An eye with a stye

Stye

When a stye forms on your eyelid, it can cause pain, swelling, and other uncomfortable symptoms.

While styes are annoying, they are harmless and typically clear up on their own within a few days. 

How do I know if I have a stye?

An eye with a stye

Styes are Typically Accompanied by Swelling and Discomfort

A Lump on the Eyelid

Typically, a stye appears as a lump on the top or bottom eyelid near the lashes. Similar in shape to a pimple, they can be red, white, or yellowish.

Swelling

Localized swelling on the eyelid is a common symptom of a stye. The swollen lid may be tender or interfere with vision.

Pain and Redness

A stye may make your eye red and uncomfortable. Pain, burning, or a scratchy sensation on the eyeball are all typical. Often, patients feel as if they have something stuck in their eye.

Red, swollen eyes may indicate a stye, especially if you have a pimple-like bump on your eyelid.

Stress, Medical Issues, and Other Factors Can Raise Your Risk for Styes

A range of factors can increase the risk of a stye forming, including:

  • Poor eyelid hygiene
  • Improper removal of eye makeup
  • Rosacea
  • Contaminated or old cosmetics
  • Inserting contact lenses with dirty hands
  • Inflammatory disease, such as blepharitis
  • Eczema

Hormonal changes can also raise the risk of developing a stye. 

So what actually causes the stye?

Blocked and Infected Glands

Bacteria

When bacteria from your skin is transferred into the glands on your eyelids, it can cause an infection resulting in a stye.

Blockages

In some cases, the glands in or on the eyelids become plugged. Any foreign substance, such as scar tissue, makeup, or dust, can block the glands and cause a stye to form

Most styes are the result of a staph infection. These infections are caused by bacteria often found in the nose, respiratory tract, or on the skin.

Taking Care of Your Eyes Can Minimize Your Risk for Styes

Avoid Touching Your Eyes

Keeping your hands away from your eyes can go a long way towards preventing styes. If you do have to touch your eye, make sure to wash your hands first with soap and warm water.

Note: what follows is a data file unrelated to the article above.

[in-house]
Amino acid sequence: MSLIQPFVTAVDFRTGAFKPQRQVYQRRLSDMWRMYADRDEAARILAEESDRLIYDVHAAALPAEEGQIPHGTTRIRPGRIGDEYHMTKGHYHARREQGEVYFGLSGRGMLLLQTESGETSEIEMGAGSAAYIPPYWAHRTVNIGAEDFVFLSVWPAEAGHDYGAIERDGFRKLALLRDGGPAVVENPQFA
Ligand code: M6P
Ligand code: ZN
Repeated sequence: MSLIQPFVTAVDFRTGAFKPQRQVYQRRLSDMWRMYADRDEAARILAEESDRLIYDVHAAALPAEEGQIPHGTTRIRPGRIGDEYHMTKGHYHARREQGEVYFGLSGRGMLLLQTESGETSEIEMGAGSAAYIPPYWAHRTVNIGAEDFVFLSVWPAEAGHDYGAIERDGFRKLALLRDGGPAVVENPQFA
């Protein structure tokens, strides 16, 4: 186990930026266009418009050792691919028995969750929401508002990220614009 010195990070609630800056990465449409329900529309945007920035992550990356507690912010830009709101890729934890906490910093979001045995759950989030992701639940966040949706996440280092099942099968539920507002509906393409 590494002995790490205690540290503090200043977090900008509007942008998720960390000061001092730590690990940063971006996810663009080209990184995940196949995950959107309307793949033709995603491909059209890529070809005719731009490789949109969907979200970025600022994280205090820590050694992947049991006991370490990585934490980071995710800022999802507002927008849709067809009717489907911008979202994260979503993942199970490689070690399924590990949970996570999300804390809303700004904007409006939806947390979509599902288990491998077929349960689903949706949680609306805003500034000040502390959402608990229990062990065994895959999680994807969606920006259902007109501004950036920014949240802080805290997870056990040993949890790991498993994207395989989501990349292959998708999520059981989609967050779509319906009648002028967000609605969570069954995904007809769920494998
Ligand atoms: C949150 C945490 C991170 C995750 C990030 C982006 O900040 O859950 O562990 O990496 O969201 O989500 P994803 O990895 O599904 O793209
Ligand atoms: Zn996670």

Be Careful with Cosmetics

Throwing away old cosmetics and taking your makeup off before bed are two good methods of maintaining the health of your eyelids. You should also avoid sharing cosmetics with others. 

Keep Your Lenses Clean

If you wear contact lenses, wash your hands thoroughly before inserting them and follow disinfection instructions carefully

Styes Are Easy to Identify

Usually, a doctor can diagnose a stye simply by looking at your eyelid. They may use a slit lamp to examine your eye as well. 

doctor examining patient's eye with slit lamp
A slit lamp can help your doctor rule out other conditions.

Typically, doctors also ask about injuries and previous eye issues or surgeries to get a sense of your medical history. Explaining your eyelid and facial hygiene habits can also help with diagnosis. 

Most Styes Go Away on Their Own after a Few Days

Self-Care

In many cases, leaving the stye alone for several days is all the treatment required. Your doctor may advise you to clean your eyelid or stop wearing contact lenses during this time to help it heal.

Warm Compresses

Placing a warm washcloth over the affected eye can help relieve inflammation so your stye heals more quickly. You can apply the compress for about five to 10 minutes two to three times a day.

Antibiotics

If your stye does not heal on its own, your doctor may prescribe an antibiotic eye drop, cream, or tablet to clear the infection.

Surgery

For persistent styes, your doctor may make a small incision to drain the pus. This minor procedure can expedite healing and relieve pain and swelling.

Most Styes Are Harmless, But Have Persistent Styes Checked Out

In general, styes are not serious and will clear up within a few days. If your stye does not start to improve after 48 hours, contact a doctor. You should also visit an ophthalmologist if redness and swelling begin to spread beyond your eyelid.

ophthalmologists

Sheth Horsley Eye Center

The ophthalmologists at Sheth Horsley Eye Center have been serving the community's eye care needs for over 50 years. Our doctors are members of various prestigious organizations, including:

  • American Academy of Ophthalmology
  • International Society of Refractive Surgery
  • American Society of Cataract and Refractive Surgery
  • American Association of Physicians of Indian Origin

To schedule a consultation at one of our three office locations, request an appointment online or call us at (781) 979-0960.

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